What was he doing? Where are you now? What does nakedness remind us of?

Jessica Boullion

These questions repeat themselves incessantly in this weekend’s startlingly impressive Basement Arts production, “Mnemonic.” A complex study of memory, our attachment to the past and our ability to decipher reality from imagination, “Mnemonic” succeeds in transporting the audience into the realm of the mind.

The show is a careful combination of precise technology, a complex script and some heavy acting, allowing Music School senior Stephen Sposito to assert himself as a promising young director in the theater department.

The play’s centerpiece is the shriveled body of a 5,000-year-old iceman, discovered in the Alps by travelers in 1991. As a dedicated scientist tries to piece together the enigmatic past of this Neolithic John Doe, the show simultaneously tracks the sleepless nights of Virgil, a modern man desperately searching for his runaway girlfriend Alice.

Alice has her own demons to chase. She hasn’t been seen since her mother’s funeral nine months ago.

Just what exactly do these seemingly unconnected stories have in common? The answer is everything – or at least the memory of everything.

For starters, the iceman and Virgil are played by the same actor. The naked body of the iceman is also the naked body of Virgil, lying in his bed waiting for the phone to ring. Of course, Alice is long gone by this point, traveling through Europe on a fruitless pilgrimage to find her father. She travels from Paris to Warsaw to Riga to Kiev trying, it seems, to grab hold of her past and free herself from the present.

What was he doing?

The question is posed over and over again by the scientist scrutinizing the Iceman’s body, spread out naked (seriously) on the lab bench. Shielding the body from a barrage of pesky reporters, the scientist tries in vain to convey the profound importance of this anthropological find. But his words fall on deaf ears – one of the reporters even asks how much the body is worth.

Fade to Virgil’s dark apartment.

When the phone finally rings after nine months, Alice’s face is actually projected onto his white T-shirt when he picks up the phone. The perils of a bad phone connection are gravely illustrated as Virgil tries to make out Alice’s hysterical voice as her image flickers on his chest. The connection is lost, and her face disappears. The scene is a true demonstration of the theatrical possibilities when fine acting meets technological creativity.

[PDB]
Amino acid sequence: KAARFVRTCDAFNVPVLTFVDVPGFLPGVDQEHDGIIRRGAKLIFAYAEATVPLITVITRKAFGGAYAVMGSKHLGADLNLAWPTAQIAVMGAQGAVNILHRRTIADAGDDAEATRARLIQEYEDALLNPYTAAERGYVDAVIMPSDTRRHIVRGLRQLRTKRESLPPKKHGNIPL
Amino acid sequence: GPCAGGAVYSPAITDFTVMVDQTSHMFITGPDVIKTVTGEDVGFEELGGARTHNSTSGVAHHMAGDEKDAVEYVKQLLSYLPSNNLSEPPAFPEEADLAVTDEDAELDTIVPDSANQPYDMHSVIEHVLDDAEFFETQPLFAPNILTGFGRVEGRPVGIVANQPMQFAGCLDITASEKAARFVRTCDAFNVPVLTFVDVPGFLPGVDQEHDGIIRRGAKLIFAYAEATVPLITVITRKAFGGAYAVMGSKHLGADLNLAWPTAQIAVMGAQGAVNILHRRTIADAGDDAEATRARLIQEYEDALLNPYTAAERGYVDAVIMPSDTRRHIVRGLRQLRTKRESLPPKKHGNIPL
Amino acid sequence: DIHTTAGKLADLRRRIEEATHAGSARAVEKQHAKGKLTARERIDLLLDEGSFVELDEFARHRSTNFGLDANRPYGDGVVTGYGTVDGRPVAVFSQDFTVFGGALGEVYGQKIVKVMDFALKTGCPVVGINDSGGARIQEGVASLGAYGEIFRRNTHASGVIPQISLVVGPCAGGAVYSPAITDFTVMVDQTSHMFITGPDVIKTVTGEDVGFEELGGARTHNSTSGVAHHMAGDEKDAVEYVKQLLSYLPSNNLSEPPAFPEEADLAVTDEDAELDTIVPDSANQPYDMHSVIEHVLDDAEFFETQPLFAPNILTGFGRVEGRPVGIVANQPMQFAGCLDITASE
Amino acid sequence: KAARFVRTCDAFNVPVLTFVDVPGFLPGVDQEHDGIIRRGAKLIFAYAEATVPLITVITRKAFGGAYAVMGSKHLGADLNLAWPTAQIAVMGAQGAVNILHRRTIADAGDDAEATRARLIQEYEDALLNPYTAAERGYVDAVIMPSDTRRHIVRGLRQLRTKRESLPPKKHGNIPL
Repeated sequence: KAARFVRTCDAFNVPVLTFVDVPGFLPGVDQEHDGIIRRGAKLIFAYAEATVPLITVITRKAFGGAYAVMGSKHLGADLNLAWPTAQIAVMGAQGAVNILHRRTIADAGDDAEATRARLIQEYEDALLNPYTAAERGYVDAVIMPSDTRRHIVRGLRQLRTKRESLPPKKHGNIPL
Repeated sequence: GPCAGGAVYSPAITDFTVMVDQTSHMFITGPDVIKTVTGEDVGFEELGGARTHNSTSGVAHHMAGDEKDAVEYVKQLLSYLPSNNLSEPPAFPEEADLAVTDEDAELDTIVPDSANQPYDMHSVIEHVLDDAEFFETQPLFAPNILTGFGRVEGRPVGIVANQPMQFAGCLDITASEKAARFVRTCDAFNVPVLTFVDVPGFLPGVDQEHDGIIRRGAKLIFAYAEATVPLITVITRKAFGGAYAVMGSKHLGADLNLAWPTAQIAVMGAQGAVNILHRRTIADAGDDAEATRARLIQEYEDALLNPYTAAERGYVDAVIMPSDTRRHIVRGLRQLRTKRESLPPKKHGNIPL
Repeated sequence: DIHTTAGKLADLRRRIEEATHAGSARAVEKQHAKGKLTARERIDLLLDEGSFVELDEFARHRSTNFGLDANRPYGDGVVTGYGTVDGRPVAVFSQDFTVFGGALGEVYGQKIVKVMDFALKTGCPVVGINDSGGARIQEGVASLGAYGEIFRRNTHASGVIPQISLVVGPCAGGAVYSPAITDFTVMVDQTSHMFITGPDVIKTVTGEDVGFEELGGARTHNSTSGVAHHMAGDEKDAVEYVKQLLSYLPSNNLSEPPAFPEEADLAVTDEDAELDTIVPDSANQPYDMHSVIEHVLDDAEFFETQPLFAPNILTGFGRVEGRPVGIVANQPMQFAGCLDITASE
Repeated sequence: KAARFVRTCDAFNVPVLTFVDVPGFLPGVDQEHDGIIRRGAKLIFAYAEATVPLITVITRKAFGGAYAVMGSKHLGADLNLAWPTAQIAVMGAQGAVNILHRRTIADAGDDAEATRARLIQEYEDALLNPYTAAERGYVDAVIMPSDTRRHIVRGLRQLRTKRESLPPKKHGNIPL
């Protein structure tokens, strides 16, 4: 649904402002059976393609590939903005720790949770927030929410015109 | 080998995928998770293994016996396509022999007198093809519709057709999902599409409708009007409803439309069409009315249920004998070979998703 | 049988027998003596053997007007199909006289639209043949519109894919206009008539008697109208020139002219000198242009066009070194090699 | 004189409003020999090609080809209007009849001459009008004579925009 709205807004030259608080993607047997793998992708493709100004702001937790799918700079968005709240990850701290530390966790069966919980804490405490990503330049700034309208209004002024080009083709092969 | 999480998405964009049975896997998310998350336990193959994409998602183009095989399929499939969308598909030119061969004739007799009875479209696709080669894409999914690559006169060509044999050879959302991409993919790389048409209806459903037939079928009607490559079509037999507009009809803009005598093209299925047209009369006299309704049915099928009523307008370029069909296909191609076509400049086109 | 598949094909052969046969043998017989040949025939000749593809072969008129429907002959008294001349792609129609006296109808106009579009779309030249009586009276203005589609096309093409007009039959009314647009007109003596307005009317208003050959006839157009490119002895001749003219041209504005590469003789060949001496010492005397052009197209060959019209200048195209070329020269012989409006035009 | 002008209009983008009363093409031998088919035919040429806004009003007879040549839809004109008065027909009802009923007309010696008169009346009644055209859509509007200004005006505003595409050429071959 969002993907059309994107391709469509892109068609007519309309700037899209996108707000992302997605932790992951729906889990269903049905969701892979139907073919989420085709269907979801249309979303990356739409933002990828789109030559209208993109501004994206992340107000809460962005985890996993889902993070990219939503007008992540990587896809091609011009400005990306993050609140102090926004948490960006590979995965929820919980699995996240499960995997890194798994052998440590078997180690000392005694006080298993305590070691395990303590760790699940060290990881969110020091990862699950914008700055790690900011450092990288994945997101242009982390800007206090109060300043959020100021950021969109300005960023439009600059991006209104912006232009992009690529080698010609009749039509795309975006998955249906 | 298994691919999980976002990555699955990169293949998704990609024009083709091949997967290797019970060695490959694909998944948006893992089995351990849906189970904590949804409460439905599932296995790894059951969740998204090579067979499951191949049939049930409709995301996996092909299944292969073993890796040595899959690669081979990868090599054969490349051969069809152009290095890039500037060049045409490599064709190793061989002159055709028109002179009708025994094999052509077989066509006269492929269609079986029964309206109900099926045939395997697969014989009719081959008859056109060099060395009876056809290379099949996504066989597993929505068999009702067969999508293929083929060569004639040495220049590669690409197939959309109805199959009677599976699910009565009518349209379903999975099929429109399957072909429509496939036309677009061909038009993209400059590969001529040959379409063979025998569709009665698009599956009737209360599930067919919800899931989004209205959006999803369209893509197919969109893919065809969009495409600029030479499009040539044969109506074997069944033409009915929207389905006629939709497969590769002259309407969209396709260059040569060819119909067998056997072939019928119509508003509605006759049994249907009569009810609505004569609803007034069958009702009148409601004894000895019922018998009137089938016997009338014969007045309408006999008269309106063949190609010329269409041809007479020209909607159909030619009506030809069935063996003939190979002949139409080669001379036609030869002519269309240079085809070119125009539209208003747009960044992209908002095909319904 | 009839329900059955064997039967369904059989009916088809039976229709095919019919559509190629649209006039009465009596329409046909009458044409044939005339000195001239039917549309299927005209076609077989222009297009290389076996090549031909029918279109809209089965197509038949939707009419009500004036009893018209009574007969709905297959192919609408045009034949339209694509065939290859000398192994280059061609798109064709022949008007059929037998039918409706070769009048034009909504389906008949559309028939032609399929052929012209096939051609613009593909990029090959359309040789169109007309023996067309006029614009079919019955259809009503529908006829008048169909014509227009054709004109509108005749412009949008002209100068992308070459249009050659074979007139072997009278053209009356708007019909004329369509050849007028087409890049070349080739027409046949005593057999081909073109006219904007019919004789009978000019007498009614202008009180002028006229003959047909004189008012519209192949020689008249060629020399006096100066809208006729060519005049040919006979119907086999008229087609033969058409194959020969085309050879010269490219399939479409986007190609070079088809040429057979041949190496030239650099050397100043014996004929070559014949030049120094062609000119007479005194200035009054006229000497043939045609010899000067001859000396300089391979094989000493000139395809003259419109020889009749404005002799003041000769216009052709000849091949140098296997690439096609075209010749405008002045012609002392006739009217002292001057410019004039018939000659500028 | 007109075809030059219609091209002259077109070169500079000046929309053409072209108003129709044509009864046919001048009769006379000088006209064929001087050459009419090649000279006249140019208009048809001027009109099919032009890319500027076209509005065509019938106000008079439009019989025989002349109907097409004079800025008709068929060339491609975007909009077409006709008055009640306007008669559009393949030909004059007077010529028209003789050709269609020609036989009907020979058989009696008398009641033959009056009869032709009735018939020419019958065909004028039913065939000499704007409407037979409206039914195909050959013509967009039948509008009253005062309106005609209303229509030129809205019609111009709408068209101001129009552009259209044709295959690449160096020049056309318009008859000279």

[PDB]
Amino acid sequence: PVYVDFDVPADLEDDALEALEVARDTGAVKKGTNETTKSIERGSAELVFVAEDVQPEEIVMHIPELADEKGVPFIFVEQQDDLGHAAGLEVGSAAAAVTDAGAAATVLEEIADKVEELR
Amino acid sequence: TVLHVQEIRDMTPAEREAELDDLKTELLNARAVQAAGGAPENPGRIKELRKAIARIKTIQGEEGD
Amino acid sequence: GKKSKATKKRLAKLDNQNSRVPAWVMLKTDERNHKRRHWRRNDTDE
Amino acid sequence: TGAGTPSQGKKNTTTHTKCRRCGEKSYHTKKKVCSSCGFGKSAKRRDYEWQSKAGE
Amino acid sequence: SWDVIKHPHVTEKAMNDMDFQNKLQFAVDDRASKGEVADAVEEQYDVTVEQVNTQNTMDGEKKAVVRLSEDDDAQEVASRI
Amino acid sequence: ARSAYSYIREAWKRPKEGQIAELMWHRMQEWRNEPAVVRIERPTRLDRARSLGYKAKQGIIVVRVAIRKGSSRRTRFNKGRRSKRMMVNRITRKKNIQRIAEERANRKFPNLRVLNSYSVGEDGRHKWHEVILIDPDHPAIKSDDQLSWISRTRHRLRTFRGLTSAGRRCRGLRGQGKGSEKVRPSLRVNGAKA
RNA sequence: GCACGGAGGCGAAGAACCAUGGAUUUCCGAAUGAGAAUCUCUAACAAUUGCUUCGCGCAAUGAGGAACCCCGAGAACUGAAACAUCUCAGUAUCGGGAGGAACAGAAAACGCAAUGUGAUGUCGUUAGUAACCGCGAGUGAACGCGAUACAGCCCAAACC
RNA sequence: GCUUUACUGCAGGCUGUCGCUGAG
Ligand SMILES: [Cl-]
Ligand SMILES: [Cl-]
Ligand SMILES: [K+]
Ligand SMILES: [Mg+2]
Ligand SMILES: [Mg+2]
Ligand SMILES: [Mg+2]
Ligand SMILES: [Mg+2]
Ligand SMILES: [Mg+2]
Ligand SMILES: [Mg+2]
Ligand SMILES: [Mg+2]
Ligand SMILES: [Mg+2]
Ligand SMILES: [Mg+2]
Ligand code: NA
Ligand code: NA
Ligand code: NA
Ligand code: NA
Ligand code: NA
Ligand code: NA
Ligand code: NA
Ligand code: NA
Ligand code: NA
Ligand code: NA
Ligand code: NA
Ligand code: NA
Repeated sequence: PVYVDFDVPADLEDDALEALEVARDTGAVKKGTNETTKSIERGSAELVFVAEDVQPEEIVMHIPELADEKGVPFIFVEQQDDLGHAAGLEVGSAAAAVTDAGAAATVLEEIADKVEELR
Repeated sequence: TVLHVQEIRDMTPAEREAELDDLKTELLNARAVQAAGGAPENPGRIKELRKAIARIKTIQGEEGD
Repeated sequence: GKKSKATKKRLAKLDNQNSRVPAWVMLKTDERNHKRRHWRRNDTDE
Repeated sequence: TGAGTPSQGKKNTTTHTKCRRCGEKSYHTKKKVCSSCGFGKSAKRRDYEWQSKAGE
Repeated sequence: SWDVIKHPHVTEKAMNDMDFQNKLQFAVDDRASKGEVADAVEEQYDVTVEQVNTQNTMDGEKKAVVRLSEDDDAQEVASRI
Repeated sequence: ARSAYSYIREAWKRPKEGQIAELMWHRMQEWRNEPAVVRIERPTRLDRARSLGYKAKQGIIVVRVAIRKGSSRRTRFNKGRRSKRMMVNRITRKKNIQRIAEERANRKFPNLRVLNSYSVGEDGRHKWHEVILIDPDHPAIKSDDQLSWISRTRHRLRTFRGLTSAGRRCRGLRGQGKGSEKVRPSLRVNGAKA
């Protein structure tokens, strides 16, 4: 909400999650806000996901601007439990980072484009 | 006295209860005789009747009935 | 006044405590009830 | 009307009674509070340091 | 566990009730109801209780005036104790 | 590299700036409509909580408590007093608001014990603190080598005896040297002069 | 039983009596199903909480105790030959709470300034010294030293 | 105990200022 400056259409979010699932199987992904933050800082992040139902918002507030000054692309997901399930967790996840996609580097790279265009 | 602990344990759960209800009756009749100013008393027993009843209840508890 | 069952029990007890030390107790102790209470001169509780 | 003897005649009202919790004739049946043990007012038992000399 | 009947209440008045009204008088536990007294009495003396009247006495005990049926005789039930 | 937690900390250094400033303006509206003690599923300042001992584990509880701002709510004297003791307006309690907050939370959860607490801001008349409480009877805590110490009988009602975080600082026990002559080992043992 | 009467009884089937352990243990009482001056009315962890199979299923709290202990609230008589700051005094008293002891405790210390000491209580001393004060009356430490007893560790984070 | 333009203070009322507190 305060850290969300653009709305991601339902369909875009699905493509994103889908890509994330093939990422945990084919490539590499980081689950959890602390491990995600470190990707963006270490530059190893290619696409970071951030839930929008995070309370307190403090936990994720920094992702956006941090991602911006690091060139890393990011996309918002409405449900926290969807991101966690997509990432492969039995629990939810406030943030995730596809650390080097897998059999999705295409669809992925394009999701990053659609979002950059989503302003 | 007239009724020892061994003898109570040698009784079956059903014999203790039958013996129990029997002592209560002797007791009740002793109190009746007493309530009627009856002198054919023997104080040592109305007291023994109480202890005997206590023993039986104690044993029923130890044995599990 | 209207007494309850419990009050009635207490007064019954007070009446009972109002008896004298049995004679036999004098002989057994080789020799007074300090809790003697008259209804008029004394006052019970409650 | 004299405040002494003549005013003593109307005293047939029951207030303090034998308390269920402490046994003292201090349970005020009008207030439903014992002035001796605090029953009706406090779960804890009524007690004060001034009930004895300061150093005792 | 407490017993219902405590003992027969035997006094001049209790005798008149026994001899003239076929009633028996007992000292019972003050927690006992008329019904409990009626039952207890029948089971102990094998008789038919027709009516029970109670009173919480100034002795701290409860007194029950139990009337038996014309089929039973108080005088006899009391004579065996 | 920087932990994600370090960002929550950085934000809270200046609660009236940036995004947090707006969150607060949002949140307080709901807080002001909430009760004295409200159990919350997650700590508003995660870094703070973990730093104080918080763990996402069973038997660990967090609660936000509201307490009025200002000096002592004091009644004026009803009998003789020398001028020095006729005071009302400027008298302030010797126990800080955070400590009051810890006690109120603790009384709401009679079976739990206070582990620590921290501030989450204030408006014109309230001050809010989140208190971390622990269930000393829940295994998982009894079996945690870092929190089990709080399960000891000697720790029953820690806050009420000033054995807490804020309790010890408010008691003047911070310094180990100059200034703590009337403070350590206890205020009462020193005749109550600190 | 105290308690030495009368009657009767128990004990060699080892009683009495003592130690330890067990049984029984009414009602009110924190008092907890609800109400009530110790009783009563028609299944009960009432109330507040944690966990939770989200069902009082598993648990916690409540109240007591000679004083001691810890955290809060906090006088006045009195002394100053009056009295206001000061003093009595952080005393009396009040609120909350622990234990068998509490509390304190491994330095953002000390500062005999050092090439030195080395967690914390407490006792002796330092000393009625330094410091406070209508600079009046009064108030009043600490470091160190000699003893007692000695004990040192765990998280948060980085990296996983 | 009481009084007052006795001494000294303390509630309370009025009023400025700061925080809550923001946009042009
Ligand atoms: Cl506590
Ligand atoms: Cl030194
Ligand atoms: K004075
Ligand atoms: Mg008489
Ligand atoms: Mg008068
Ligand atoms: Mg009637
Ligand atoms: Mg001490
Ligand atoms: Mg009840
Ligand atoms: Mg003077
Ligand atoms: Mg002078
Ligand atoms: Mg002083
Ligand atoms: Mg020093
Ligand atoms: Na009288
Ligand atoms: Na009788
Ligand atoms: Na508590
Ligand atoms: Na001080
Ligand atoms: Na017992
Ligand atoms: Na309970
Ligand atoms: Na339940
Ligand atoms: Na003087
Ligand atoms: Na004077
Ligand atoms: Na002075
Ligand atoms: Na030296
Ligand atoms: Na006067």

Where are you now?

A desperate Virgil asks the question repeatedly when Alice calls back five minutes later. But since it’s only 30 minutes into the play, Alice has plenty of time to relay the details of her nine-month odyssey before telling her boyfriend any concrete information.

Alice’s journey began when she discovered her father, whom she believed dead since childhood, is actually alive. Or at least that is what a guest at her mother’s funeral told her. Without hesitating, she took all the couple’s money and hopped a train to Paris. She staggers in and out of European countries, gathering shreds of evidence about her father (he was a Jewish piano player, apparently), only to land cold and broke in a hotel room in Northern Italy. Ironically, the same town in which the iceman is being studied.

The show continues this way, switching back and forth between the iceman and this phone conversation, begging the question – are they really that different?

One day, these problems between Alice and Virgil – the crisis of getting her home, finding out where she is – will be as old and lost and the iceman on the scientist’s table.

It is this very notion that drives Alice to uncover her roots, and rummage for bits and pieces of her father’s life. The only problem is that her more recent memories stand in the way, and ultimately Virgil is able to coax her back to the present.

And what does nakedness remind of us? It reminds us of our vulnerability, of our universal sameness – from the Iceman to Alice.

It also makes for some tricky staging to ensure that Virgil/Iceman is not exposed full-frontal to the audience.

A careful mediation on memory and the incomprehensible vastness of the past, “Mnemonic” is the student-directed production not to miss this season. It’s an extraordinary feat of theatrical philosophy, innovative technology and a culmination of four years’ hard work on the part of student director Sposito.

Today at 7 p.m. and 11 p.m. and Saturday at 7 p.m.
At the Walgreen Center

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